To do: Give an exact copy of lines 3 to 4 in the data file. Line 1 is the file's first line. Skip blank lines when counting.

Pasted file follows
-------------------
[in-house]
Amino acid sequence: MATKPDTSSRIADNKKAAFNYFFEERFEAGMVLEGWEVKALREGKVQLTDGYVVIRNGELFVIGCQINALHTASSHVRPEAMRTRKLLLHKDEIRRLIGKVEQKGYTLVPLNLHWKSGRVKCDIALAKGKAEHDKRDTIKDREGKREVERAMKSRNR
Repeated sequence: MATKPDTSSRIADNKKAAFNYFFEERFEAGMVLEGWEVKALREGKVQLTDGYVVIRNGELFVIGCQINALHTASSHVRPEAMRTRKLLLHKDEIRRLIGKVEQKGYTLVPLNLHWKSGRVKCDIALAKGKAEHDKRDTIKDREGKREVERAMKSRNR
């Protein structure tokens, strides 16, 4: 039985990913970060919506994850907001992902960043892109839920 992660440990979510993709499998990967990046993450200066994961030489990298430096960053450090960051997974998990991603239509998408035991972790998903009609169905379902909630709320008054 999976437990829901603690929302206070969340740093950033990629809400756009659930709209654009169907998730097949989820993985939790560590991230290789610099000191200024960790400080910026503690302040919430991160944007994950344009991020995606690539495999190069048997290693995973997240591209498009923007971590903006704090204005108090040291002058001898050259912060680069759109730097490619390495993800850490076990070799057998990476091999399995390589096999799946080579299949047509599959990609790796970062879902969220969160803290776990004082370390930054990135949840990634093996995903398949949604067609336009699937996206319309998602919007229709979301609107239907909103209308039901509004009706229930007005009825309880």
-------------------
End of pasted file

Repeated sequence: MATKPDTSSRIADNKKAAFNYFFEERFEAGMVLEGWEVKALREGKVQLTDGYVVIRNGELFVIGCQINALHTASSHVRPEAMRTRKLLLHKDEIRRLIGKVEQKGYTLVPLNLHWKSGRVKCDIALAKGKAEHDKRDTIKDREGKREVERAMKSRNR
């Protein structure tokens, strides 16, 4: 039985990913970060919506994850907001992902960043892109839920 992660440990979510993709499998990967990046993450200066994961030489990298430096960053450090960051997974998990991603239509998408035991972790998903009609169905379902909630709320008054 999976437990829901603690929302206070969340740093950033990629809400756009659930709209654009169907998730097949989820993985939790560590991230290789610099000191200024960790400080910026503690302040919430991160944007994950344009991020995606690539495999190069048997290693995973997240591209498009923007971590903006704090204005108090040291002058001898050259912060680069759109730097490619390495993800850490076990070799057998990476091999399995390589096999799946080579299949047509599959990609790796970062879902969220969160803290776990004082370390930054990135949840990634093996995903398949949604067609336009699937996206319309998602919007229709979301609107239907909103209308039901509004009706229930007005009825309880």